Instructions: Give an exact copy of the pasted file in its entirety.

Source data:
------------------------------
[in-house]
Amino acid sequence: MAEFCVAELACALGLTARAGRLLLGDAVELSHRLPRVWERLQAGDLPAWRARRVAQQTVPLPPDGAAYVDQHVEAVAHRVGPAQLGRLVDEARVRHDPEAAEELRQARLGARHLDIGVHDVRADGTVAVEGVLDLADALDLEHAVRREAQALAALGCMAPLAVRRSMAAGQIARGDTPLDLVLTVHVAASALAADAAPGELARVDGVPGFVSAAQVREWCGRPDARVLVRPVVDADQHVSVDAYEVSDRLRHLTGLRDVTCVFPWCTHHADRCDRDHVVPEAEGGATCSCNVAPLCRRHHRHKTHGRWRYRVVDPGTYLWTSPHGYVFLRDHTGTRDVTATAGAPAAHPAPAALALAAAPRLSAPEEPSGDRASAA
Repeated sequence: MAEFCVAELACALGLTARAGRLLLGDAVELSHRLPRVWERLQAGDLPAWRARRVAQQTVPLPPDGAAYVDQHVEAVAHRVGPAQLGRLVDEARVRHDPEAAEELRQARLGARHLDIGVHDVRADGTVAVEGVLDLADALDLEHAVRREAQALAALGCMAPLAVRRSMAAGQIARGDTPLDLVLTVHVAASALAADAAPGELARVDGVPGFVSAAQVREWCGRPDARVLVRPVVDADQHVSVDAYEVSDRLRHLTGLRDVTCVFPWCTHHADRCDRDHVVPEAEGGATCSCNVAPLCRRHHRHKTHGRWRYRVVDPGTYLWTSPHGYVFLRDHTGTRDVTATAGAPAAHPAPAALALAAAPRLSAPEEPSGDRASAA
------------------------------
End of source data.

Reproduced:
[in-house]
Amino acid sequence: MAEFCVAELACALGLTARAGRLLLGDAVELSHRLPRVWERLQAGDLPAWRARRVAQQTVPLPPDGAAYVDQHVEAVAHRVGPAQLGRLVDEARVRHDPEAAEELRQARLGARHLDIGVHDVRADGTVAVEGVLDLADALDLEHAVRREAQALAALGCMAPLAVRRSMAAGQIARGDTPLDLVLTVHVAASALAADAAPGELARVDGVPGFVSAAQVREWCGRPDARVLVRPVVDADQHVSVDAYEVSDRLRHLTGLRDVTCVFPWCTHHADRCDRDHVVPEAEGGATCSCNVAPLCRRHHRHKTHGRWRYRVVDPGTYLWTSPHGYVFLRDHTGTRDVTATAGAPAAHPAPAALALAAAPRLSAPEEPSGDRASAA
Repeated sequence: MAEFCVAELACALGLTARAGRLLLGDAVELSHRLPRVWERLQAGDLPAWRARRVAQQTVPLPPDGAAYVDQHVEAVAHRVGPAQLGRLVDEARVRHDPEAAEELRQARLGARHLDIGVHDVRADGTVAVEGVLDLADALDLEHAVRREAQALAALGCMAPLAVRRSMAAGQIARGDTPLDLVLTVHVAASALAADAAPGELARVDGVPGFVSAAQVREWCGRPDARVLVRPVVDADQHVSVDAYEVSDRLRHLTGLRDVTCVFPWCTHHADRCDRDHVVPEAEGGATCSCNVAPLCRRHHRHKTHGRWRYRVVDPGTYLWTSPHGYVFLRDHTGTRDVTATAGAPAAHPAPAALALAAAPRLSAPEEPSGDRASAA